In recent years, I spend most of my time on gamma-ray bursts (GRBs),
the intense bursts of gamma-rays coming from the deep space.
Being stellar scale
events located at cosmological distances, GRBs make unique
connections between different branches of astrophysics, including
stellar astronomy, compact star physics, interstellar medium
astronomy, galactic astronomy, and cosmology.
Being most violent explosions in the universe, GRBs are
targets of the electromagnetic telescopes of all
wavelengths (radio, infrared, optical, ultraviolet, X-rays,
MeV gamma-rays, GeV gamma-rays and even TeV gamma-rays)
as well as non-electromagnetic detectors (high energy
neutrinos, gravitational waves, and ultra-high energy cosmic rays).
For a general introduction of GRBs and recent developments
in the field, please read my recent review articles
Comptes Rendus Physique (Zhang 2011)
Chinese Journal of Astronomy & Astrophysics (Zhang 2007)
International Journal of Modern Physics A (Zhang & Meszaros 2004)
Mainly as a theorist trying to understand the underlying physics of the observed phenomena, I also participate observational campaigns and lead an active group at UNLV to work on data analysis and theoretical modeling (see my group website). My research at UNLV has been supported by National Science Foundation (NSF) and National Aeronautics and Space Administration (NASA) through the programs of Long Term Space Astrophysics (LTSA), Astrophysical Data Analysis Program (ADP), Swift, Fermi, Chandra, and XMM-Newton.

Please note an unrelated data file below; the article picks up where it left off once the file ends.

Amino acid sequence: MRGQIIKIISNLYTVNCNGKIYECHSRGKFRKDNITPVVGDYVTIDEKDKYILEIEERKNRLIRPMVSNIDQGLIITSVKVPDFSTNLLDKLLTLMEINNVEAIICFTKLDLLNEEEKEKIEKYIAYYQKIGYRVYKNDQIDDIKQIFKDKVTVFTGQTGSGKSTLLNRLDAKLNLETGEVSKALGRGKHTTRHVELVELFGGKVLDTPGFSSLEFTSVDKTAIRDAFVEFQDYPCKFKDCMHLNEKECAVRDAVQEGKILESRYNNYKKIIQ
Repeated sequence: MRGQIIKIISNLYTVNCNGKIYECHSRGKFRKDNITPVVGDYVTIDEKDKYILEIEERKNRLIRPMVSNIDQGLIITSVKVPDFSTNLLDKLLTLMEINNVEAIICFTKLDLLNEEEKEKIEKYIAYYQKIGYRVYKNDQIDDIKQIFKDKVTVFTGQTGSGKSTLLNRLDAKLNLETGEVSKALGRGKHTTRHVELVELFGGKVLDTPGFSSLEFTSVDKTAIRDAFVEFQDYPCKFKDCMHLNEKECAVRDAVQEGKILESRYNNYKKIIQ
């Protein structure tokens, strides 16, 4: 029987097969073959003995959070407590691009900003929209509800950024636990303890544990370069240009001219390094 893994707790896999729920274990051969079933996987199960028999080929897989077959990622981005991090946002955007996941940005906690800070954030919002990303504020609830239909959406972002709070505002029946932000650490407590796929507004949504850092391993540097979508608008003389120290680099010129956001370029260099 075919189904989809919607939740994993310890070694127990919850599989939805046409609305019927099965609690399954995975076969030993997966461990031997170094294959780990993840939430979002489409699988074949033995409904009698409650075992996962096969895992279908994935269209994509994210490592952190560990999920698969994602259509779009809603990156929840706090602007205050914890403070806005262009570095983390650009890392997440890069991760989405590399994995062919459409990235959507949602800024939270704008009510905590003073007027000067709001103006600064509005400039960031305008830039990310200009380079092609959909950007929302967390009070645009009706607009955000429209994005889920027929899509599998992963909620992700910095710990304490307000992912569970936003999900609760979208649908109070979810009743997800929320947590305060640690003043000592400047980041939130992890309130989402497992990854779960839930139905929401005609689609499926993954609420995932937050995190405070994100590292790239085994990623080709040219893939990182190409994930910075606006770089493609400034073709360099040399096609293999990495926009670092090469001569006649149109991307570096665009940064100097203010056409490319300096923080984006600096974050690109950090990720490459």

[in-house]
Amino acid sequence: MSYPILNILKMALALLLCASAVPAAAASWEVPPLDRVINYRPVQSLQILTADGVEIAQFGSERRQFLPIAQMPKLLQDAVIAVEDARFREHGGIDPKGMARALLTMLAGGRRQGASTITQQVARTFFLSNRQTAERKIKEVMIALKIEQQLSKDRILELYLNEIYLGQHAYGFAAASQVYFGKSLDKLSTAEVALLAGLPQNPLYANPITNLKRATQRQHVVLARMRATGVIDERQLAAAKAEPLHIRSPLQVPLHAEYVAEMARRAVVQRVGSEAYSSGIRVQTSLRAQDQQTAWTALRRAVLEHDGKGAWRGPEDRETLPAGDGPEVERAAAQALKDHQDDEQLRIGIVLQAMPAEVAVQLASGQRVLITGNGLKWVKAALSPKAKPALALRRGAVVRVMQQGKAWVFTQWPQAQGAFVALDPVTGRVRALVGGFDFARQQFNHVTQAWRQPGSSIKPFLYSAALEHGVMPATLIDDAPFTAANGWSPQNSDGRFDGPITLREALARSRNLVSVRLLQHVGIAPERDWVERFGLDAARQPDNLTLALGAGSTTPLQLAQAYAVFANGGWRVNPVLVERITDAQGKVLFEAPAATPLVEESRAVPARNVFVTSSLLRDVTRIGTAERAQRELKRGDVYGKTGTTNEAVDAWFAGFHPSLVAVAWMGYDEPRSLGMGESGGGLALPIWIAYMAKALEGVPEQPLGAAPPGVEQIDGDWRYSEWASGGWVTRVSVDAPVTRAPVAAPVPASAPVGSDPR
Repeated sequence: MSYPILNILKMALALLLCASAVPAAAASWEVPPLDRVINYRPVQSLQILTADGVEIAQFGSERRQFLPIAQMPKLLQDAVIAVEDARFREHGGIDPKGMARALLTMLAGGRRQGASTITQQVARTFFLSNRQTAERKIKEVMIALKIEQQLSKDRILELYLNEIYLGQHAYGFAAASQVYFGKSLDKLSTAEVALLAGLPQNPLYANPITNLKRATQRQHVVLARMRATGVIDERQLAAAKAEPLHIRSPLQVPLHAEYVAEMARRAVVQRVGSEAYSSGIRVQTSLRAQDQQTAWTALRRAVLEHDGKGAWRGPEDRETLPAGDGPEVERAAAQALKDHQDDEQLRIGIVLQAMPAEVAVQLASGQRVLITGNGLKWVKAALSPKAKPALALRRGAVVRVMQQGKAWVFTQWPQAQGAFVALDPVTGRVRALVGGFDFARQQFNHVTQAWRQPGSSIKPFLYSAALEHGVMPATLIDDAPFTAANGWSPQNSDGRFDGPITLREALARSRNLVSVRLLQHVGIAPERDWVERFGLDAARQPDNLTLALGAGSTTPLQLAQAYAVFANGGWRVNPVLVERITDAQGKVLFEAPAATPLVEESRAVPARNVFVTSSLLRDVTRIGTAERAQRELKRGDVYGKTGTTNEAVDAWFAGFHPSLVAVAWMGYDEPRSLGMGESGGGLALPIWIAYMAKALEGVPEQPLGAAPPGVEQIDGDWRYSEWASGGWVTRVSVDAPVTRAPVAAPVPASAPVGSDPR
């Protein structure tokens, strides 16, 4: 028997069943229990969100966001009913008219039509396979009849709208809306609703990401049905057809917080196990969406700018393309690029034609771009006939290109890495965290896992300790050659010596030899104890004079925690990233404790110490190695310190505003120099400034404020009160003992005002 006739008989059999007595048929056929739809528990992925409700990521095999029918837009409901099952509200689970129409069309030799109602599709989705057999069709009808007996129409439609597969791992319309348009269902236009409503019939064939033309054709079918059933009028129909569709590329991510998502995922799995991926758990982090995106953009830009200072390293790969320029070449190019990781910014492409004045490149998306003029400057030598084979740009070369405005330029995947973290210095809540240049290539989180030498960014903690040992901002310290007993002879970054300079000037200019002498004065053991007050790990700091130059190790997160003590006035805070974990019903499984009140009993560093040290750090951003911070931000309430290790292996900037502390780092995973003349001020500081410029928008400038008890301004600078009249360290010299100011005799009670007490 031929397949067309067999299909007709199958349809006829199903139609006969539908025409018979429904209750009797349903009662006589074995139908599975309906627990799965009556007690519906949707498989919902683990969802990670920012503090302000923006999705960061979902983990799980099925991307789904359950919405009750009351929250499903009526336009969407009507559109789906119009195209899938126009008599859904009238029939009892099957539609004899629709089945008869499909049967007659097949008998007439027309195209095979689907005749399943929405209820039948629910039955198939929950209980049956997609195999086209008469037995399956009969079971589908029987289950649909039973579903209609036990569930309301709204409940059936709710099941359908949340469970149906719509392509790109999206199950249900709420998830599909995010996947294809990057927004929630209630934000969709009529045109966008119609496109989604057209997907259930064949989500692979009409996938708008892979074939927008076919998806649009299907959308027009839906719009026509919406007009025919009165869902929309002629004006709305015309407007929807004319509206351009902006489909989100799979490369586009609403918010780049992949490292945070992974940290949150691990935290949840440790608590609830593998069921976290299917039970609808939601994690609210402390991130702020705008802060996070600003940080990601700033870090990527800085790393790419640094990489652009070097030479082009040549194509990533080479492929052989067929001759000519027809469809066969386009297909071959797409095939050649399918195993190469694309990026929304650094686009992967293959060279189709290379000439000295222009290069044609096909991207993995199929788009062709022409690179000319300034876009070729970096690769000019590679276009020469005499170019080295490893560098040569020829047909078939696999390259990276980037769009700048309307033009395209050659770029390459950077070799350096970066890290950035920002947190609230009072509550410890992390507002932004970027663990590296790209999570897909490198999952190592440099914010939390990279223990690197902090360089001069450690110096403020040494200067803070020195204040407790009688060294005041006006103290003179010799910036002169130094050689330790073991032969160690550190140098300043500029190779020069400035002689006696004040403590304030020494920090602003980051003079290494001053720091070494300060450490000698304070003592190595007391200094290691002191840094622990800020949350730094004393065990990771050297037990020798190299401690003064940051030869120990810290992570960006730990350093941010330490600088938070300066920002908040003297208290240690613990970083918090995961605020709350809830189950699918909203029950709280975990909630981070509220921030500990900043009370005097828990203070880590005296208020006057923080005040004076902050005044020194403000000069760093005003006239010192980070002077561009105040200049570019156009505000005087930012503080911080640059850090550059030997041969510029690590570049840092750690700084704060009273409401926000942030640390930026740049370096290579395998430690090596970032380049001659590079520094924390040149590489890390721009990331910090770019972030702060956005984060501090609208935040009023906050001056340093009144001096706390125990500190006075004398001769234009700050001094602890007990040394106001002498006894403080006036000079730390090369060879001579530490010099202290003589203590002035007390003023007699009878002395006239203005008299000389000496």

My ApJ paper on the canonical GRB X-ray lightcurve and its theoretical interpretations was identified as the New Hot Paper in Space Science by Essential Science Indicators in July 2007. Here is the paper, and here is a brief interview of me about this paper. According to a citation analysis of the GRB work by Thomson Reuters Science Watch in 2008, my total number of citations and total number of papers are ranked #11 and #6 during the past 10 years (10-year ranking). Among the top 20 most cited papers in the past two years, I had 6 papers on the list (#1, #2, #5, #14, #16, #19) (2-year top 20 papers). I also have three first-author papers identified as the core papers of Research Front Map of "Gamma-Ray Bursts".
Here are some links reporting on my research work
I am a team member of NASA's Swift
mission. This is a dedicated satellite studying GRBs.
I have participated the following discoveries of the Swift team: